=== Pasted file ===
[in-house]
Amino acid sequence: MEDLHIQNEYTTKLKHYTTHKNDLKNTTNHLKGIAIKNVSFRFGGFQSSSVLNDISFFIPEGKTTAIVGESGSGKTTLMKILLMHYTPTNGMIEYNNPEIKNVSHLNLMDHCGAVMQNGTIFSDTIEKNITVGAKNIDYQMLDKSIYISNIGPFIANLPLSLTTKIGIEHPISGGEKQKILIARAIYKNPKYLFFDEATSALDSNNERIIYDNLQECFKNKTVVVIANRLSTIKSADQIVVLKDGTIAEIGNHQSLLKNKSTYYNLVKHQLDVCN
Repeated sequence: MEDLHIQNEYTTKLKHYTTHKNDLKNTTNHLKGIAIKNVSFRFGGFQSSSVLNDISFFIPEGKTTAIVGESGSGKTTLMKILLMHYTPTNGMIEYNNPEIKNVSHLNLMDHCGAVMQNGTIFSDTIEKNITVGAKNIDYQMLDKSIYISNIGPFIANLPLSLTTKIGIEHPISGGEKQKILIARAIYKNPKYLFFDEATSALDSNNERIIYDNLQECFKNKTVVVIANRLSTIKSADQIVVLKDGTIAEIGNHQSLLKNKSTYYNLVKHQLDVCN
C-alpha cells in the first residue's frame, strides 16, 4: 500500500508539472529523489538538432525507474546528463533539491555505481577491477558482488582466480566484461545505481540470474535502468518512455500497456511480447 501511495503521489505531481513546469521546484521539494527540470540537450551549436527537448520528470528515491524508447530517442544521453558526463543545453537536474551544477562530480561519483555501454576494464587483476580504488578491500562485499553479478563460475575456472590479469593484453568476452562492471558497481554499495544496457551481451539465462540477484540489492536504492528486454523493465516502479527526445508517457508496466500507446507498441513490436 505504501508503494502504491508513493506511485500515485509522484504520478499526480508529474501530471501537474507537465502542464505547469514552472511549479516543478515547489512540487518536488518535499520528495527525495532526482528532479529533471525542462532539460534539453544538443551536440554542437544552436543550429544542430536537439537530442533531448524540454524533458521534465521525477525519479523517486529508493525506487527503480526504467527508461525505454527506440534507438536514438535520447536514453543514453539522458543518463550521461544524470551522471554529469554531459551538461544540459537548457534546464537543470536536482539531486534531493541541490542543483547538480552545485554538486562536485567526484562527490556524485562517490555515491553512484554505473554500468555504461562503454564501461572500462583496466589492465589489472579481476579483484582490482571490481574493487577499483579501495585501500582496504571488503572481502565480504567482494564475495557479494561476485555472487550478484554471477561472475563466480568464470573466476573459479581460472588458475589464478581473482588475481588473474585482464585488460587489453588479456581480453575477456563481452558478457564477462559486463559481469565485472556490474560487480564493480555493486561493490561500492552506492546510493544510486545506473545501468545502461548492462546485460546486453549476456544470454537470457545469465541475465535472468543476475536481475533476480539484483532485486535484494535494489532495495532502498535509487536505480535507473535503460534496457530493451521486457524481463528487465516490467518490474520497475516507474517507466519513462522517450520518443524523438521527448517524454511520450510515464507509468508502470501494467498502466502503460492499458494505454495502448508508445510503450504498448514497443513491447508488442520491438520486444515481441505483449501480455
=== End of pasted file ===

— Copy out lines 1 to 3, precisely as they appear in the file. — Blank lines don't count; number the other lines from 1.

[in-house]
Amino acid sequence: MEDLHIQNEYTTKLKHYTTHKNDLKNTTNHLKGIAIKNVSFRFGGFQSSSVLNDISFFIPEGKTTAIVGESGSGKTTLMKILLMHYTPTNGMIEYNNPEIKNVSHLNLMDHCGAVMQNGTIFSDTIEKNITVGAKNIDYQMLDKSIYISNIGPFIANLPLSLTTKIGIEHPISGGEKQKILIARAIYKNPKYLFFDEATSALDSNNERIIYDNLQECFKNKTVVVIANRLSTIKSADQIVVLKDGTIAEIGNHQSLLKNKSTYYNLVKHQLDVCN
Repeated sequence: MEDLHIQNEYTTKLKHYTTHKNDLKNTTNHLKGIAIKNVSFRFGGFQSSSVLNDISFFIPEGKTTAIVGESGSGKTTLMKILLMHYTPTNGMIEYNNPEIKNVSHLNLMDHCGAVMQNGTIFSDTIEKNITVGAKNIDYQMLDKSIYISNIGPFIANLPLSLTTKIGIEHPISGGEKQKILIARAIYKNPKYLFFDEATSALDSNNERIIYDNLQECFKNKTVVVIANRLSTIKSADQIVVLKDGTIAEIGNHQSLLKNKSTYYNLVKHQLDVCN